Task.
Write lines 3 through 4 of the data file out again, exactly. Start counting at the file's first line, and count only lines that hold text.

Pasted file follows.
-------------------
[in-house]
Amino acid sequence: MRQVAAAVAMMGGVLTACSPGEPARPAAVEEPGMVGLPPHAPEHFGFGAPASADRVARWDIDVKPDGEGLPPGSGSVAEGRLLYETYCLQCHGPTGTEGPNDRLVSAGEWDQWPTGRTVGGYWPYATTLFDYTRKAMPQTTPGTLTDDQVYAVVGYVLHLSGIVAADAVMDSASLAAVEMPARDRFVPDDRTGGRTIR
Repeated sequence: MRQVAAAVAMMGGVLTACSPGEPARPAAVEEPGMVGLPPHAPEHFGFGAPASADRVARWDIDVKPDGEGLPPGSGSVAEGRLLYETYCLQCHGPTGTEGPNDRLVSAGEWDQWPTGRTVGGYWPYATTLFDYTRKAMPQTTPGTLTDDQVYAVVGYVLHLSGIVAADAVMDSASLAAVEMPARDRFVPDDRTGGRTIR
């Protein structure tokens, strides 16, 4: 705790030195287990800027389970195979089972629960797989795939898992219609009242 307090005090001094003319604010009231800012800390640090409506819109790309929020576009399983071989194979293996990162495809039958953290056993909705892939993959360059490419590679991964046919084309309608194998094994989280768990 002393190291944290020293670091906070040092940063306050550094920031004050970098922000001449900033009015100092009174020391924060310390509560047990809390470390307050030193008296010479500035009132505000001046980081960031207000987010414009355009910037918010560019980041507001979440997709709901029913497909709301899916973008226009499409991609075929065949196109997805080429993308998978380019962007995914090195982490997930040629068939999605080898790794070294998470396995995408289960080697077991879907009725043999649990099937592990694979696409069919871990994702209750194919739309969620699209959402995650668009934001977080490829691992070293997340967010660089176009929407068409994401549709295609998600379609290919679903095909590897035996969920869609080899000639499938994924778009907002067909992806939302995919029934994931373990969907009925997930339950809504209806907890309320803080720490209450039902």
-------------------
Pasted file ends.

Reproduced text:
Repeated sequence: MRQVAAAVAMMGGVLTACSPGEPARPAAVEEPGMVGLPPHAPEHFGFGAPASADRVARWDIDVKPDGEGLPPGSGSVAEGRLLYETYCLQCHGPTGTEGPNDRLVSAGEWDQWPTGRTVGGYWPYATTLFDYTRKAMPQTTPGTLTDDQVYAVVGYVLHLSGIVAADAVMDSASLAAVEMPARDRFVPDDRTGGRTIR
């Protein structure tokens, strides 16, 4: 705790030195287990800027389970195979089972629960797989795939898992219609009242 307090005090001094003319604010009231800012800390640090409506819109790309929020576009399983071989194979293996990162495809039958953290056993909705892939993959360059490419590679991964046919084309309608194998094994989280768990 002393190291944290020293670091906070040092940063306050550094920031004050970098922000001449900033009015100092009174020391924060310390509560047990809390470390307050030193008296010479500035009132505000001046980081960031207000987010414009355009910037918010560019980041507001979440997709709901029913497909709301899916973008226009499409991609075929065949196109997805080429993308998978380019962007995914090195982490997930040629068939999605080898790794070294998470396995995408289960080697077991879907009725043999649990099937592990694979696409069919871990994702209750194919739309969620699209959402995650668009934001977080490829691992070293997340967010660089176009929407068409994401549709295609998600379609290919679903095909590897035996969920869609080899000639499938994924778009907002067909992806939302995919029934994931373990969907009925997930339950809504209806907890309320803080720490209450039902």